All good points.
It is a bad idea to mention suicidal thinking (even in the most abstract “let’s pretend for the sake of argument…” fashion) to a psychiatrist. Not because they are horrible people who are lurking behind every bush wanting to lock up anyone at any excuse (yes I DO know that anyone reading my posts gets the impression after awhile that I think that!) but they have a rather strong “better safe than sorry” component combined with more than a flicker of liability issues.

Movement activist Judi Chamberlin once said, in exasperation, to some other mental patients’ liberation front people, “Yes, you DO have the right to commit suicide but you do not have the right to commit suicide in my living room”. By which she meant it was NOT, in her opinion, ethically or politically wrong to intervene if someone TELLS HER they are suicidal. If you involve people, they have a right to respond as they see fit. Wanna commit suicide and not have interferences? Don’t freaking tell everyone!!

I agree also with folks who say there ought to be mechanisms for physician-assisted suicide for people in physiological failure. There should probably be some mechanism NOT tied to physiological failure by which rational people who have thought it through and who decide they wish to be dead can become dead people with, at a minimum, available equipment and pharmaceuticals to make it easier than jumping off the damn bridge or stepping in front of the damn bus or something. Not everyone who wishes to commit suicide is messed up in the head. But it should be a formal process. If you just tell someone, you should expect they may well intervene.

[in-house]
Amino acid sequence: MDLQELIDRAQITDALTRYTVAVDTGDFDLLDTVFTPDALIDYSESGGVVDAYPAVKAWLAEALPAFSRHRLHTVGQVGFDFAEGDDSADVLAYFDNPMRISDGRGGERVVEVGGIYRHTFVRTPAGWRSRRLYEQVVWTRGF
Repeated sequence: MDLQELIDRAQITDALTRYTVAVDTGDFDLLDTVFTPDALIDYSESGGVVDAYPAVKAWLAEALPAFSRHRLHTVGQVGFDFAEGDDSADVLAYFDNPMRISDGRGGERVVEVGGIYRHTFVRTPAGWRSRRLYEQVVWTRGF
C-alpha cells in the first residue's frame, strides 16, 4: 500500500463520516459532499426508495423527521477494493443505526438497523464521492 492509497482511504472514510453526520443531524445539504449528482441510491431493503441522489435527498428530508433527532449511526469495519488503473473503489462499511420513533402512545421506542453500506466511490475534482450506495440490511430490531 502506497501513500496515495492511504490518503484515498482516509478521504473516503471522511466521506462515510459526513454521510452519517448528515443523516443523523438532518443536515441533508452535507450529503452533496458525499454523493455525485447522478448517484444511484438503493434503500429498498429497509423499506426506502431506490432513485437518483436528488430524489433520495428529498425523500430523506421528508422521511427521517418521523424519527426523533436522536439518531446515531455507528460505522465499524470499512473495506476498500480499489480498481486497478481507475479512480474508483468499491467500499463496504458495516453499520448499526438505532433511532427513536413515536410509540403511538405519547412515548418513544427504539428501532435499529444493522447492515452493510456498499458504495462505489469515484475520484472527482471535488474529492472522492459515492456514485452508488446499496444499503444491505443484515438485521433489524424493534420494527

I have talked about suicide with all kinds of caseworkers, therapist & doctors over the decades and have only been “locked up in the Loony Bin” once, that was this past April.

I have a plan, I know what I want to do (jump from a certain bridge*) and when I want to do it (the 4th of next month**), I have a card*** for my mother & one for my ex, there will be money in them(hopefully) and extra instructions for my ex since he lives nearby.

*I doubt you have heard about this bridge.
**It is always next month.
***Hallmark does **NOT **have a card for every occasion.

I also have some problem with the rules for physician-assisted-suicide, or even for the rules for deciding when to “pull the plug” and let nature take its course, or when or stop therapeutic care and switch to strictly palliative care.

The problem I see is in the common rule that such choices are NOT available to someone who is depressed.

Well, damn, I would think that someone who is facing a death, and furthermore a slow agonizing one (like with some forms of cancer, e.g.) would damn likely be depressed about it. Also, depression comes in all manner of degrees and levels.

What about someone who has a long history of depression, who then gets really sick. Should a history of depression condemn the patient to a slow agonizing death?